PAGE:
AR Takes the Stage at Texas ASLA Conference

May 27, 2021   /   Speaking Engagements/Conferences

Early this month, six members of the Asakura Robinson team took the stage at the 2021 American Society of Landscape Architects (ASLA) conference in Galveston.

The presentations covered a wide range of topics across AR’s expansive areas of expertise, and our knowledgeable landscape architects and designers were excited to bring their innovative approaches and engaging leadership best practices to the expo!

In case you missed it, here is a recap of speaker discussions:

Keiji Asakura, founding member of AR, led a thoughtful panel discussion – A Journey Through 165 Years of Texas – where he weaved the story of how journalist and abolition advocate Frederick Law Olmstead journeyed through the Pre-Civil War South and into Texas. With his co-presenter, Thomas Woodfin of Texas A&M University; Dr. Deidra Davis, also of Texas A&M University; and Ernesto Alfaro, lecturer at Rice University, Keiji and team led the audience members through the chronicles of Olmstead’s trek, painting the picture of the Texas landscape and of the early 1850s. The discussion centered around Olmstead’s legacy in social equity, slavery issues and American landscape traditions.

Green Galveston, a project near and dear to not only our firm but to the conference itself, was the focus of conversation in Green for All Galveston, a session led by AR designers Michelle Bright and Kari Spiegelhalter, as well as Keath Jacoby, executive director of Vision Galveston. The team guided audience members through the engaging story of how they developed a framework for integrating “green” into Galveston landscapes – including parks, open space, public right-of-way, and new development and redevelopment.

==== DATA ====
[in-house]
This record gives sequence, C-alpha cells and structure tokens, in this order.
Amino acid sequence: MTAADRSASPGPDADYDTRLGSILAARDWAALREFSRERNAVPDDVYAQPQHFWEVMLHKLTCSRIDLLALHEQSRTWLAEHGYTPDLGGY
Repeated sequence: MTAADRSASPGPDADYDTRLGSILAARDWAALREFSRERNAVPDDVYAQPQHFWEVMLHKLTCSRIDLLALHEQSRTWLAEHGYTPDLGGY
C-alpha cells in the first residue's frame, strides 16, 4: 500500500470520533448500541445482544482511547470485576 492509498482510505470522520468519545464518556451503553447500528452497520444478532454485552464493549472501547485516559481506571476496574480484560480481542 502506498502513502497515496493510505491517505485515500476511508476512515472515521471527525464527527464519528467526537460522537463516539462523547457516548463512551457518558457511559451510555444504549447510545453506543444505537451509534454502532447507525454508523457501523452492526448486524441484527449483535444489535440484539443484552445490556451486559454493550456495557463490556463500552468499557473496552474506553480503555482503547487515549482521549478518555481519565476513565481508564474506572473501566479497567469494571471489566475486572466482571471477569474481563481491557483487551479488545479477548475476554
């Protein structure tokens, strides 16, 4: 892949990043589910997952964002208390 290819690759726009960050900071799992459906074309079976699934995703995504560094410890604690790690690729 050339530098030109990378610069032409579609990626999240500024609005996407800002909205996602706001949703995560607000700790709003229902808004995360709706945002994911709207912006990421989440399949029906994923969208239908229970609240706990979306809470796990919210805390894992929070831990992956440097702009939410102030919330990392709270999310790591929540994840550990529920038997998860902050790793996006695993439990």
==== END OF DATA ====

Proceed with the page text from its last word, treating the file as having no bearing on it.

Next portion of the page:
This framework for Galveston Island provides implementable, concept design strategies for two highly urban parks in underserved neighborhoods, Jones and Shield Parks. Driven by community input and a multidisciplinary action team of experts, these designs will provide a proof of concept on how to bring more green into Galveston’s urban core.

One project of ours that has won multiple awards for its innovation and implementation, most recently the prestigious ASLA Texas Excellence award in Planning & Design, is the Inwood Detention Recreation Study. AR Landscape Architect Peter Caldwell captivated the audience as he presented his session Inwood Forest: Suburbia Reimagined, with co-speakers Lisa Graiff, Beyond the Bayous Project Manager of the Houston Parks Board and Paresh Lad, Urban Planner with the City of Houston. Designed in the 1960s as a suburban paradise with golf course winding throughout, the Inwood neighborhood is nestled along the White Oak Bayou with large stands of pre-existing Post Oaks. 

About 10 years ago, the closure of the golf course only seemed to highlight the natural beauty of this community by leaving behind large trees and swathes of grass intertwined with the houses. Now, as part of massive flood mitigation strategies, this currently distressed suburb is facing the replacement of their natural backyard (originally a golf course) with maximum volume detention basins.